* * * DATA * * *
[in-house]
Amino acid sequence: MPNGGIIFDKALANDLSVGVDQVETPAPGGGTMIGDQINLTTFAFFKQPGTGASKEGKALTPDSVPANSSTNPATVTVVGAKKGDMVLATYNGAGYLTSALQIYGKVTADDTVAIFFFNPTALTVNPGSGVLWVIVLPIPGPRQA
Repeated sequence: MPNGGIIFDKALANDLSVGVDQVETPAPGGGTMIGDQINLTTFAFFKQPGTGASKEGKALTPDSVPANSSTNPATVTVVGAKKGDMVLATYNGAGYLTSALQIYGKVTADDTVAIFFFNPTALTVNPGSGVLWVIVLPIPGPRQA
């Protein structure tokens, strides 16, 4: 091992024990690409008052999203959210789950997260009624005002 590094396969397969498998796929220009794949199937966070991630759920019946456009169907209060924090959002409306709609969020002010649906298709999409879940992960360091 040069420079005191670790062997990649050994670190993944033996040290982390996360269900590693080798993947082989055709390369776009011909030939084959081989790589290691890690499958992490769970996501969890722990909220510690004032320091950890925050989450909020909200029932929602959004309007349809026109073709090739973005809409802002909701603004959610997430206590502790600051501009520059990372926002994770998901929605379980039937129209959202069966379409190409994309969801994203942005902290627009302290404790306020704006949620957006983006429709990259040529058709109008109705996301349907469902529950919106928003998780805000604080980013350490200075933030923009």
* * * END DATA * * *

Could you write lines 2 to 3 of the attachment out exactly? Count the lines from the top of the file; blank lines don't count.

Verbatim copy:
Amino acid sequence: MPNGGIIFDKALANDLSVGVDQVETPAPGGGTMIGDQINLTTFAFFKQPGTGASKEGKALTPDSVPANSSTNPATVTVVGAKKGDMVLATYNGAGYLTSALQIYGKVTADDTVAIFFFNPTALTVNPGSGVLWVIVLPIPGPRQA
Repeated sequence: MPNGGIIFDKALANDLSVGVDQVETPAPGGGTMIGDQINLTTFAFFKQPGTGASKEGKALTPDSVPANSSTNPATVTVVGAKKGDMVLATYNGAGYLTSALQIYGKVTADDTVAIFFFNPTALTVNPGSGVLWVIVLPIPGPRQA